Last week, the Supreme Court of Texas extended the holding in North Cypress (i.e., that a hospital’s reimbursement rates and costs of services are discoverable in suits concerning the reasonableness of a hospital lien) to personal-injury cases.   In In Re K & L Auto Crushers, LLC., No. 19-1022, 2021 WL 2172535 (Tex. May 28, 2021, mem. op.), Plaintiff was injured in a motor vehicle collision with a tractor-trailer.  Plaintiff’s medical providers charged him a total of about $1.2 million for surgeries and related treatment. In an effort to dispute the reasonableness of the medical charges, Defendant K & L Auto (“K & L”) served subpoenas on Plaintiffs’ healthcare providers, seeking production of documents related to (1) the amounts the providers charged insurance companies, federal insurance programs, and in-network healthcare providers for the services, materials, devices, and equipment billed to Plaintiff as of the date of Plaintiff’s treatment, (2) the amounts the providers paid for the devices and equipment billed to Plaintiff, and (3) the providers’ chargemaster (full) rates for the devices and equipment billed to Plaintiff and how the providers determined those rates. In response, Plaintiff and the providers filed motions to quash the subpoenas based on relevancy grounds, among others.

The trial court sustained the providers’ objections and quashed the subpoenas. K & L subsequently filed a petition for writ of mandamus, which was ultimately granted by the Supreme Court of Texas.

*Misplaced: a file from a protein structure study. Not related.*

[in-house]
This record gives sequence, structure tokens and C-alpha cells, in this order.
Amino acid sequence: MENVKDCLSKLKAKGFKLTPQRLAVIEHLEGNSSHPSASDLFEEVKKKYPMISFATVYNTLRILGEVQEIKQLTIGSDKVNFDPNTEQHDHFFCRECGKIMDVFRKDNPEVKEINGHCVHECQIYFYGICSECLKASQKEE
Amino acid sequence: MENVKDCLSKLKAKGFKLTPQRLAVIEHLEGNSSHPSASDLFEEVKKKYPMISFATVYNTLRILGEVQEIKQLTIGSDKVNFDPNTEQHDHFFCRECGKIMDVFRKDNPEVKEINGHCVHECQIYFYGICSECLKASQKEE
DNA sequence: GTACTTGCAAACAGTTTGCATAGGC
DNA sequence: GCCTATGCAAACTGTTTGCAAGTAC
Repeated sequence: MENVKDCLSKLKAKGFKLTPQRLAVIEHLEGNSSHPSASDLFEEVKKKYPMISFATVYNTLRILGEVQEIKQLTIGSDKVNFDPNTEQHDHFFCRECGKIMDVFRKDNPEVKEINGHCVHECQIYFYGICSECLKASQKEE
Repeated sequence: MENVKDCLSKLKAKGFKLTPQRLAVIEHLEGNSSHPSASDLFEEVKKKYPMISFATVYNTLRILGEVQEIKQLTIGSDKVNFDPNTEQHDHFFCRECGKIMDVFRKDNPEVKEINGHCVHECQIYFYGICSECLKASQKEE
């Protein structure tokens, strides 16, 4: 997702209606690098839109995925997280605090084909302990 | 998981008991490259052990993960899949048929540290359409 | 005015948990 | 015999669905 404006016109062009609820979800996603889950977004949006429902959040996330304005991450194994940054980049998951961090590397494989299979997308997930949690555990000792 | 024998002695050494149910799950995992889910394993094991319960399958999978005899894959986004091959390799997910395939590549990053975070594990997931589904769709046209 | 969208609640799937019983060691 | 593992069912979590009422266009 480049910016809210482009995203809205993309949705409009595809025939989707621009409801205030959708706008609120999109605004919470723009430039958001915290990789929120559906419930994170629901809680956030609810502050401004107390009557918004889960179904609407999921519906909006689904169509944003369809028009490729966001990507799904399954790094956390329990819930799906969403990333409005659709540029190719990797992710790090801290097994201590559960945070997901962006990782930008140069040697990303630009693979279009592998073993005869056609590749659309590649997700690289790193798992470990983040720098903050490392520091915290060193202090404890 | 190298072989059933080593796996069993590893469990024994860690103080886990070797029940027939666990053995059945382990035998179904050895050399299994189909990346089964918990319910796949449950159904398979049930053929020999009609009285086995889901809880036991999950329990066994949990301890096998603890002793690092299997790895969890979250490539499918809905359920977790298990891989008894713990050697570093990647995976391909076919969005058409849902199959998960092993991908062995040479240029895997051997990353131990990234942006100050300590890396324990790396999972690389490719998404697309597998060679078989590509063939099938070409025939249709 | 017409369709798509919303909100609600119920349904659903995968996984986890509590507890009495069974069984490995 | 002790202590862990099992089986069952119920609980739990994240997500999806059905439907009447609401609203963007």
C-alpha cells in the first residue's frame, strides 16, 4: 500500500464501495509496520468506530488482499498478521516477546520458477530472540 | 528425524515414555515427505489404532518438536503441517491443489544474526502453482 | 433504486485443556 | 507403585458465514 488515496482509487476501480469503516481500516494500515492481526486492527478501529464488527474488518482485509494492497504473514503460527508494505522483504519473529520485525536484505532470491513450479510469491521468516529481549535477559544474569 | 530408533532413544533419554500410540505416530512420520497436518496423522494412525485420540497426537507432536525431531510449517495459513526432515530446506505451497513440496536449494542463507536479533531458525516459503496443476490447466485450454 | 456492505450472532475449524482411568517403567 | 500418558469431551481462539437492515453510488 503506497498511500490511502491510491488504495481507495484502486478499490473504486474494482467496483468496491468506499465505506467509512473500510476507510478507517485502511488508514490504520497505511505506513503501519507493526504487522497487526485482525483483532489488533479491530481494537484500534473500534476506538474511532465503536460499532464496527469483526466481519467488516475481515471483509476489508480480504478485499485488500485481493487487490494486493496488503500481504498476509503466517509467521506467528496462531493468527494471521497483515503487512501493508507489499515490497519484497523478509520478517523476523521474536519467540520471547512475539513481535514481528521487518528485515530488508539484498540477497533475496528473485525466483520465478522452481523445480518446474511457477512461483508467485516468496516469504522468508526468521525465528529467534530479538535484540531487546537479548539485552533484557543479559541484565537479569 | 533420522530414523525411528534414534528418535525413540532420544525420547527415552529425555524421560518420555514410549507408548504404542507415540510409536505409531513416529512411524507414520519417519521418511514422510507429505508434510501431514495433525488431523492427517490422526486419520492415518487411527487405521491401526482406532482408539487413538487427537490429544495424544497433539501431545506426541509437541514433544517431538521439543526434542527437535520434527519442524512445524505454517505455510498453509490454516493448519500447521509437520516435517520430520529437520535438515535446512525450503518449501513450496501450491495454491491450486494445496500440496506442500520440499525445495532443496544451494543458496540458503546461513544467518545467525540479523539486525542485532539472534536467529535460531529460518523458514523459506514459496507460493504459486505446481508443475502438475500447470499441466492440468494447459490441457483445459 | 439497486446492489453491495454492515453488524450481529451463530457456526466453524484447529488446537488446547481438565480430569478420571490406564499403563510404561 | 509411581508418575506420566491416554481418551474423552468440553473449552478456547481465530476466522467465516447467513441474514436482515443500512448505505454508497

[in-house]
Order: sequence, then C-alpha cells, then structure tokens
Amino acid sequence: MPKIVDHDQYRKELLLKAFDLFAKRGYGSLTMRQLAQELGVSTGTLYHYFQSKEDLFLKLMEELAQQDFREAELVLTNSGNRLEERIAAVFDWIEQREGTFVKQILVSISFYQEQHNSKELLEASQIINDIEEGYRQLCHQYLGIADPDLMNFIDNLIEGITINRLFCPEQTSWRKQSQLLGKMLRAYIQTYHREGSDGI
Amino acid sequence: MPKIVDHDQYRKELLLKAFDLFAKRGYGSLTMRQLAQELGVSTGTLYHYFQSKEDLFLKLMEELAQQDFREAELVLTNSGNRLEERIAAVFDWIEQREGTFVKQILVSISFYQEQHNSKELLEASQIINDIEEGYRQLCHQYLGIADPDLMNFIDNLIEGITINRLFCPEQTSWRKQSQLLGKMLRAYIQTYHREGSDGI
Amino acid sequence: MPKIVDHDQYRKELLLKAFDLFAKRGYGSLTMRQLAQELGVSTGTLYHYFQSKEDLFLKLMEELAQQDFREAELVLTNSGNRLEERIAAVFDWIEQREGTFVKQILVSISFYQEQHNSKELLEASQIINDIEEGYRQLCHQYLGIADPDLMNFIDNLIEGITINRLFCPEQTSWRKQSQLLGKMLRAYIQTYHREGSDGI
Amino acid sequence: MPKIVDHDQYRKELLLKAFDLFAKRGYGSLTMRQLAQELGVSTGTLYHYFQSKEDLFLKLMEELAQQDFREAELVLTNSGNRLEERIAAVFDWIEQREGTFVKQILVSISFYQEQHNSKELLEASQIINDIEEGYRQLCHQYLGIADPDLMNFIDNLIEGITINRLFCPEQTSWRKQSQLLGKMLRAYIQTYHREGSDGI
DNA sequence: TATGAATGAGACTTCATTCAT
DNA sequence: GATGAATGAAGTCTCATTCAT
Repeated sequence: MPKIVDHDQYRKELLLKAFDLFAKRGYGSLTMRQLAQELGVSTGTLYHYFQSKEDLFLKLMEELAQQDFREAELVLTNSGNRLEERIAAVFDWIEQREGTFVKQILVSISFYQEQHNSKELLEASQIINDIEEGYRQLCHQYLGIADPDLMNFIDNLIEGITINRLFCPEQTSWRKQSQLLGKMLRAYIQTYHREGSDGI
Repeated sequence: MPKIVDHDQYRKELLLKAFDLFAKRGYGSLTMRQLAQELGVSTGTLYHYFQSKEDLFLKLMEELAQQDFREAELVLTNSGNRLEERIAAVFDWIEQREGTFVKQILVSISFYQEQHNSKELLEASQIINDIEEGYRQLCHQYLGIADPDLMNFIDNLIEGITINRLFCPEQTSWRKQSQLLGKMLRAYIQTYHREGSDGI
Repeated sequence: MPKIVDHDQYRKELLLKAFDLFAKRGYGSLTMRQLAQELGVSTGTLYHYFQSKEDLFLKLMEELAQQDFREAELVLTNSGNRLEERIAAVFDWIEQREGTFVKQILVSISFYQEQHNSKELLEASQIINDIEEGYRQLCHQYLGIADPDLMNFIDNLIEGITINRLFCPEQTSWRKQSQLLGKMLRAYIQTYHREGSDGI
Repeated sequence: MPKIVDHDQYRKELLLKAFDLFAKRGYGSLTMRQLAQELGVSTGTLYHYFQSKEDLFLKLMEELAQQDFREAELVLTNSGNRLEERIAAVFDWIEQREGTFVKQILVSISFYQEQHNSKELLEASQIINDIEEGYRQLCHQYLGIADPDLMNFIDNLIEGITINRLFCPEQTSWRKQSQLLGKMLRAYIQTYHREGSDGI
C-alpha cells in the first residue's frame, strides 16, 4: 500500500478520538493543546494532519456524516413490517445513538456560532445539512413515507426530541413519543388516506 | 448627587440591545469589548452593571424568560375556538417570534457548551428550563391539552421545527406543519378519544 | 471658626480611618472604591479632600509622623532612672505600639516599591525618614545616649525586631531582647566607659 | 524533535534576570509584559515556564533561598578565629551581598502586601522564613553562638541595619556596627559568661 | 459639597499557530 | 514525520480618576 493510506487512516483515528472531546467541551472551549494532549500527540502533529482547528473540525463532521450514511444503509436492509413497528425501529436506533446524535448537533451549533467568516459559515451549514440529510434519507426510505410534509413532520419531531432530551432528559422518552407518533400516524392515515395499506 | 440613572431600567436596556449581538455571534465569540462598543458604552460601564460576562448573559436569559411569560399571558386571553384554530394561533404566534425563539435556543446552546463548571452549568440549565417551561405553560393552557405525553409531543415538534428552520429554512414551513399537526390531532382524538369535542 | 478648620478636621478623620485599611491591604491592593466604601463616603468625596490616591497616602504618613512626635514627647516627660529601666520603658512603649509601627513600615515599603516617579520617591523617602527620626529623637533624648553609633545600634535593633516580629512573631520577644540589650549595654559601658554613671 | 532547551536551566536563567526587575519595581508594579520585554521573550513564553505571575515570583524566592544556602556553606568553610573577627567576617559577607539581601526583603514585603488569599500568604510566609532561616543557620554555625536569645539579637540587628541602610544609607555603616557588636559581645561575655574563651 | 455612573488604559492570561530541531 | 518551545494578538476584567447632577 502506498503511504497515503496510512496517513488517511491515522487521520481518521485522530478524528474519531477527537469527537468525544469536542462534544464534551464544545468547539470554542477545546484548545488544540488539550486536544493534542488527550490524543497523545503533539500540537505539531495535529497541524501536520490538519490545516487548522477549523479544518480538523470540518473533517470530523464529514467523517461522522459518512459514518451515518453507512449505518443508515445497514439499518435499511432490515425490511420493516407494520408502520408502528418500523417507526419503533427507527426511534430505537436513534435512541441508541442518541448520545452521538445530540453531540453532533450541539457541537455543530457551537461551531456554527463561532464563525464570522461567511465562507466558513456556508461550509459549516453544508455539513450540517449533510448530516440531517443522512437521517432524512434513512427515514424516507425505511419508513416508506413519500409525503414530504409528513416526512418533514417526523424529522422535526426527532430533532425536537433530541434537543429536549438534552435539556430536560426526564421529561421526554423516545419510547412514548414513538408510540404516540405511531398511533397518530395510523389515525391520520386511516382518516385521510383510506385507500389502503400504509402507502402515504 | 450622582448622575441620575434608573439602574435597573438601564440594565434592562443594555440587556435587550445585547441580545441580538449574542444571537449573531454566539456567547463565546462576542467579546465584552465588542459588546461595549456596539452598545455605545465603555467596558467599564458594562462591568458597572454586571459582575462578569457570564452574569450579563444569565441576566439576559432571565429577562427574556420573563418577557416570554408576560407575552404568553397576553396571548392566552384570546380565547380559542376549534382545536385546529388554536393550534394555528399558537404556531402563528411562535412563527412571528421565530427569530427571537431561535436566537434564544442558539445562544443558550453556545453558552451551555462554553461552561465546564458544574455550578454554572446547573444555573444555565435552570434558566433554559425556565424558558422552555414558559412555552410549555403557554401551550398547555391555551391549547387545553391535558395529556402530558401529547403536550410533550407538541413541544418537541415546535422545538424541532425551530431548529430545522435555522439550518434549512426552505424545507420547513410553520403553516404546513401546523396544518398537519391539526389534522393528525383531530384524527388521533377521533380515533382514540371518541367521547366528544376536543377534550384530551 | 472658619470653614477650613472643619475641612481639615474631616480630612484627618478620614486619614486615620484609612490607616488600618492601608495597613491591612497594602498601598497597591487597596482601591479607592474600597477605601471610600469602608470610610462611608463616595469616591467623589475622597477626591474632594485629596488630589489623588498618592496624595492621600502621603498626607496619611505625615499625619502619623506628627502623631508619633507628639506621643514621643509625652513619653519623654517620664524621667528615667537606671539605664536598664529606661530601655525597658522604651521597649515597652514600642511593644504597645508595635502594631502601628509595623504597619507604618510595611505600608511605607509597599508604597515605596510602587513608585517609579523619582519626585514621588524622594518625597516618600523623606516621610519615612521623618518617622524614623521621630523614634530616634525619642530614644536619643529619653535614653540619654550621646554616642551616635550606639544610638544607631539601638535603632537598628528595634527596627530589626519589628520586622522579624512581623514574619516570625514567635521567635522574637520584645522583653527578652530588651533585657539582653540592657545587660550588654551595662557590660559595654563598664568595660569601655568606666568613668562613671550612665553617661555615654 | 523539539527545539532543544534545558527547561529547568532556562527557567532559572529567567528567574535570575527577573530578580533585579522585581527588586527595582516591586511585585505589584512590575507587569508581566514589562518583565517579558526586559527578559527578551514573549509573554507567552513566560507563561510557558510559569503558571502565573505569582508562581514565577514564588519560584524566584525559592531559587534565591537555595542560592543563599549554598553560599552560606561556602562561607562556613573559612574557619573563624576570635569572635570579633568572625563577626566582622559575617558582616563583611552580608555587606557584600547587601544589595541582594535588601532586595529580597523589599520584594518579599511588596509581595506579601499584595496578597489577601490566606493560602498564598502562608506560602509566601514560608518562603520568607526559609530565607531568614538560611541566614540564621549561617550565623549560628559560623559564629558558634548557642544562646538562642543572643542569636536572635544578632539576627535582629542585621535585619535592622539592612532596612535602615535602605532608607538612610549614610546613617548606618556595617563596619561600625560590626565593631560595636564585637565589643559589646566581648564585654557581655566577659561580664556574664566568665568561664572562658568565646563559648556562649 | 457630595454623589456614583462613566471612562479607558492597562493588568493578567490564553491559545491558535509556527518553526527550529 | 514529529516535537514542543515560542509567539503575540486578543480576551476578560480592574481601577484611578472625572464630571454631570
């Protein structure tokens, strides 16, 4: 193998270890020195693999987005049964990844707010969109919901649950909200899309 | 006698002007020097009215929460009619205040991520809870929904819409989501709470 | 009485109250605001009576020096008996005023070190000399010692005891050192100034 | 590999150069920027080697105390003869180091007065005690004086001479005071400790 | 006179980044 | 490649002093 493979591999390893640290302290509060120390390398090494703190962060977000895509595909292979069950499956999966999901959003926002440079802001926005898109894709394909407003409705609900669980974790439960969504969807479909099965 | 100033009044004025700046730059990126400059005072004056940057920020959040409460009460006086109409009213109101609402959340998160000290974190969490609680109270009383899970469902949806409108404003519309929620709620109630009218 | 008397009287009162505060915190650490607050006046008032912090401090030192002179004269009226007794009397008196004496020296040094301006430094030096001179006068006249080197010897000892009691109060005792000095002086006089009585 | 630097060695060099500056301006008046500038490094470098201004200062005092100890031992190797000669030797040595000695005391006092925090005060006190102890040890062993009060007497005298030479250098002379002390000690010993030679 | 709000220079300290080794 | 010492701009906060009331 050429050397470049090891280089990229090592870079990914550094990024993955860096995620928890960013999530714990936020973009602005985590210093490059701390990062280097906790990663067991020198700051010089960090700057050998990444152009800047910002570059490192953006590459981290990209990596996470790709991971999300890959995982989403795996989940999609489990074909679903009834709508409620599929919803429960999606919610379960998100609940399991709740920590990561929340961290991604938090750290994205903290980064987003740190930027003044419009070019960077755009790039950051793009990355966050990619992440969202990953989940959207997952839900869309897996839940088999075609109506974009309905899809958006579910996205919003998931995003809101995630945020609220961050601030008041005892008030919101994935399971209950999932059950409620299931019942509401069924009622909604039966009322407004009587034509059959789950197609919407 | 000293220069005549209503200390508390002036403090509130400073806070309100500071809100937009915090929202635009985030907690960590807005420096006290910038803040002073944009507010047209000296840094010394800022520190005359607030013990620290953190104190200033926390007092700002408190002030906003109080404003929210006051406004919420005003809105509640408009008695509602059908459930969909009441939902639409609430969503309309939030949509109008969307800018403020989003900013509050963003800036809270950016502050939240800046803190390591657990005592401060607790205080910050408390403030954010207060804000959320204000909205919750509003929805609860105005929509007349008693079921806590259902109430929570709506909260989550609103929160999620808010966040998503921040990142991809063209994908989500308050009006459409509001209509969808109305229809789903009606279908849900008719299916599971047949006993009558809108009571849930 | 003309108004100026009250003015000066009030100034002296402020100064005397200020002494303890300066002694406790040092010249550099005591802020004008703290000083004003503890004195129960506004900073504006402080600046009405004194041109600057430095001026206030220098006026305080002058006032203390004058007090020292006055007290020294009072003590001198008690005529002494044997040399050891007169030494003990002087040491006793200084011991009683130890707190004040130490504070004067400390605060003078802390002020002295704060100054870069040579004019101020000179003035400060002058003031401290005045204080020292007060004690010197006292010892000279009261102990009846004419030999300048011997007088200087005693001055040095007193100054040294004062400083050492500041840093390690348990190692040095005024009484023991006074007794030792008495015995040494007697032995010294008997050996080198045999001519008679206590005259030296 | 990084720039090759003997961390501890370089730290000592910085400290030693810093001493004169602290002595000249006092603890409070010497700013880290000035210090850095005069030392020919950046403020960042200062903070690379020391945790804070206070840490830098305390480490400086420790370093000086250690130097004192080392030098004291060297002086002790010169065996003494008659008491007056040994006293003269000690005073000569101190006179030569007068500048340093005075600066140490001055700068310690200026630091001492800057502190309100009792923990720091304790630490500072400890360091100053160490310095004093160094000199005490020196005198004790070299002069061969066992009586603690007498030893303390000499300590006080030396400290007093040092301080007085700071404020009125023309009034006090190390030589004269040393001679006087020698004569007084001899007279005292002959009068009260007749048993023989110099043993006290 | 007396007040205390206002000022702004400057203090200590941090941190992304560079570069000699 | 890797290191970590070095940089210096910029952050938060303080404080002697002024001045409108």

On mandamus, the court extended the holding in In re N. Cypress Med. Ctr. Operating Co., Ltd., 559 S.W.3d 128 (Tex. 2018) — that a hospital’s reimbursement rates and costs of services were discoverable in a suit concerning the reasonableness of a hospital lien — to the context of personal-injury cases.  The court concluded that “the negotiated rates the providers charged to private insurers and public payors for the medical services and devices provided to [Plaintiff], and the costs the providers incurred to provide those services and devices, [were] at least relevant to whether the chargemaster rates the providers billed to [Plaintiff] for the same services and devices [were] reasonable.”  The court held that the information sought was relevant, and the trial court abused its discretion by denying the discovery requests. The court reasoned that “the reasonableness of the claimant's medical expenses is as germane in a personal-injury case as it is in a suit to challenge the validity of a medical lien.” The court further reasoned that the discovery requests were sufficiently narrowed and targeted to information regarding the negotiated rates and costs for the same or similar services and devices for which Plaintiff was billed.

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